In another study, researchers studied an Israeli family of Iraqi-Jewish origin whose members suffered from hypertension and renal failure. The researchers found a genetic locus at 1q21 that was autosomal dominant. They also hypothesized that the gene encoding atrial natriutetic peptide receptor-1 (NPR1) was the disease gene that led to the hypertension/renal failure.

Other families with high rates of hypertension have also been studied. For example, researchers observed a family of Old Order Amish in Lancaster, Pennsylvania and found a genetic link for hypertension to chromosome 2q31-34. The subjects were not experiencing kidney failure, thus, further study would be needed to determine if the identified genetic locus also coded for ESRD.

What Are the Symptoms of Kidney Disease?
The symptoms of kidney disease include:

  • High blood pressure.
  • Decrease in amount of urine or difficulty urinating.
  • Edema (fluid retention), especially in the lower legs.
  • A need to urinate more often, especially at night.
How Is Kidney Disease Diagnosed?
As with high blood pressure, you may not realize that you have kidney disease. Certain laboratory tests can indicate whether your kidneys are eliminating waste products properly. These tests include serum creatinine and blood urea nitrogen (BUN); elevated levels of either can indicate kidney damage. Proteinuria, an excess of protein in the urine, is also a sign of kidney disease.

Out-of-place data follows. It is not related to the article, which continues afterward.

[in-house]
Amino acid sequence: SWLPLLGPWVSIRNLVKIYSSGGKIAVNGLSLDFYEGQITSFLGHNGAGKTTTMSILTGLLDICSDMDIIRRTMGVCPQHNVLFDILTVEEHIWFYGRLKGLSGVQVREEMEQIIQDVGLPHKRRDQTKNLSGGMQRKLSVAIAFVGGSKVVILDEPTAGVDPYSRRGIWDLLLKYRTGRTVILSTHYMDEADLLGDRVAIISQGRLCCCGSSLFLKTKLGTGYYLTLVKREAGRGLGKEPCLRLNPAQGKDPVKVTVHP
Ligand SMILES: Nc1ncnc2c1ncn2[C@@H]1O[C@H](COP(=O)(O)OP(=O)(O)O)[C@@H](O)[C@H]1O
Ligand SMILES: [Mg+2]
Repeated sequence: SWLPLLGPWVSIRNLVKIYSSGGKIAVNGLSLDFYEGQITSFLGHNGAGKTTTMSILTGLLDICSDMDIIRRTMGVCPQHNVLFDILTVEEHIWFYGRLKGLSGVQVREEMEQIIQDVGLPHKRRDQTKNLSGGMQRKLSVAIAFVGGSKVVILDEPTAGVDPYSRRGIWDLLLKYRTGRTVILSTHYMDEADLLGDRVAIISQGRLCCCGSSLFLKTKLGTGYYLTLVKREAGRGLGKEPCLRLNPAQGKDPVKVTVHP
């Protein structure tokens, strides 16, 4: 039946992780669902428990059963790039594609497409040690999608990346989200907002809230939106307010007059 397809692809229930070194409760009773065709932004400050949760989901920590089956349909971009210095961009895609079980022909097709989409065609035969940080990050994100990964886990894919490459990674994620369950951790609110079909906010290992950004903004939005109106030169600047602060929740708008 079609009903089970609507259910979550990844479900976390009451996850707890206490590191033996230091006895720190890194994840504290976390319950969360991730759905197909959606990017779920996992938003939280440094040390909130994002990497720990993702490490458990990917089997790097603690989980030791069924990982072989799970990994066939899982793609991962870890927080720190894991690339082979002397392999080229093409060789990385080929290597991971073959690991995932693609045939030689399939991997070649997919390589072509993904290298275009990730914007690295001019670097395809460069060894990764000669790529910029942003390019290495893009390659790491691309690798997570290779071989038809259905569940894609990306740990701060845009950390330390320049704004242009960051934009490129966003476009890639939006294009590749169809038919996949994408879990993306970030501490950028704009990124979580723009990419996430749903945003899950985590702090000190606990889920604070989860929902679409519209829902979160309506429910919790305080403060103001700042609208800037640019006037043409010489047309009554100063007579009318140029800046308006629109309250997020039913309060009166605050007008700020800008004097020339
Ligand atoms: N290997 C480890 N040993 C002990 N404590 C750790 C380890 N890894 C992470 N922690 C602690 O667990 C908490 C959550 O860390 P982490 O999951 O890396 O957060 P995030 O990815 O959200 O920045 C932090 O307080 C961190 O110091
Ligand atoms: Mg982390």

Sunday, September 5, 2010

Patients Are Injured Due to Missed or Delayed Diagnosis Analysis Shows

Studies show that diagnostic errors cause twice as many adverse events as medication errors, but the subject has received little attention; Pennsylvania Patient Safety Authority reviews 100 events related to diagnostic error

HARRISBURG, Pa., Sept. 1 /PRNewswire-USNewswire/ -- Errors related to missed or delayed diagnosis are frequently a cause of patient injury and therefore an underlying cause of patient safety related events. Autopsy analysis spanning several decades show error rates at four to 50 percent, according to an article released today by the Pennsylvania Patient Safety Authority and published in its September Pennsylvania Patient Safety Advisory.